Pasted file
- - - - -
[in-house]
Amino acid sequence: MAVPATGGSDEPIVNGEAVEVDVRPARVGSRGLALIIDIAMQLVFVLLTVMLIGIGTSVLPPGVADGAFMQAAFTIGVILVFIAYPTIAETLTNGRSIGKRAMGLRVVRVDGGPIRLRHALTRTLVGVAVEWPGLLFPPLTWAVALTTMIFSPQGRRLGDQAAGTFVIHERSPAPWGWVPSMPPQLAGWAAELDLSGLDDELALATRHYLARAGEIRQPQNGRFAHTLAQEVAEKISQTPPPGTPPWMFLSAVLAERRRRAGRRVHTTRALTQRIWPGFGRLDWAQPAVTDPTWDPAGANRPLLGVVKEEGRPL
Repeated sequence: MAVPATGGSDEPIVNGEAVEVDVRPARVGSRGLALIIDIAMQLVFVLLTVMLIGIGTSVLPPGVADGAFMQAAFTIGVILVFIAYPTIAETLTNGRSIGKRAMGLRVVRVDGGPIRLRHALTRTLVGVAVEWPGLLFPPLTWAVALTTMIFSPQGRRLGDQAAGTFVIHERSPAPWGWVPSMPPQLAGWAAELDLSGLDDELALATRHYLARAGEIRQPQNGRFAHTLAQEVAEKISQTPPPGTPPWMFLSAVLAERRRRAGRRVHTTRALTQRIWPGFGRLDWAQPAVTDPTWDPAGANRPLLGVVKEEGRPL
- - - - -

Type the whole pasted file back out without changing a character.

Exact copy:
[in-house]
Amino acid sequence: MAVPATGGSDEPIVNGEAVEVDVRPARVGSRGLALIIDIAMQLVFVLLTVMLIGIGTSVLPPGVADGAFMQAAFTIGVILVFIAYPTIAETLTNGRSIGKRAMGLRVVRVDGGPIRLRHALTRTLVGVAVEWPGLLFPPLTWAVALTTMIFSPQGRRLGDQAAGTFVIHERSPAPWGWVPSMPPQLAGWAAELDLSGLDDELALATRHYLARAGEIRQPQNGRFAHTLAQEVAEKISQTPPPGTPPWMFLSAVLAERRRRAGRRVHTTRALTQRIWPGFGRLDWAQPAVTDPTWDPAGANRPLLGVVKEEGRPL
Repeated sequence: MAVPATGGSDEPIVNGEAVEVDVRPARVGSRGLALIIDIAMQLVFVLLTVMLIGIGTSVLPPGVADGAFMQAAFTIGVILVFIAYPTIAETLTNGRSIGKRAMGLRVVRVDGGPIRLRHALTRTLVGVAVEWPGLLFPPLTWAVALTTMIFSPQGRRLGDQAAGTFVIHERSPAPWGWVPSMPPQLAGWAAELDLSGLDDELALATRHYLARAGEIRQPQNGRFAHTLAQEVAEKISQTPPPGTPPWMFLSAVLAERRRRAGRRVHTTRALTQRIWPGFGRLDWAQPAVTDPTWDPAGANRPLLGVVKEEGRPL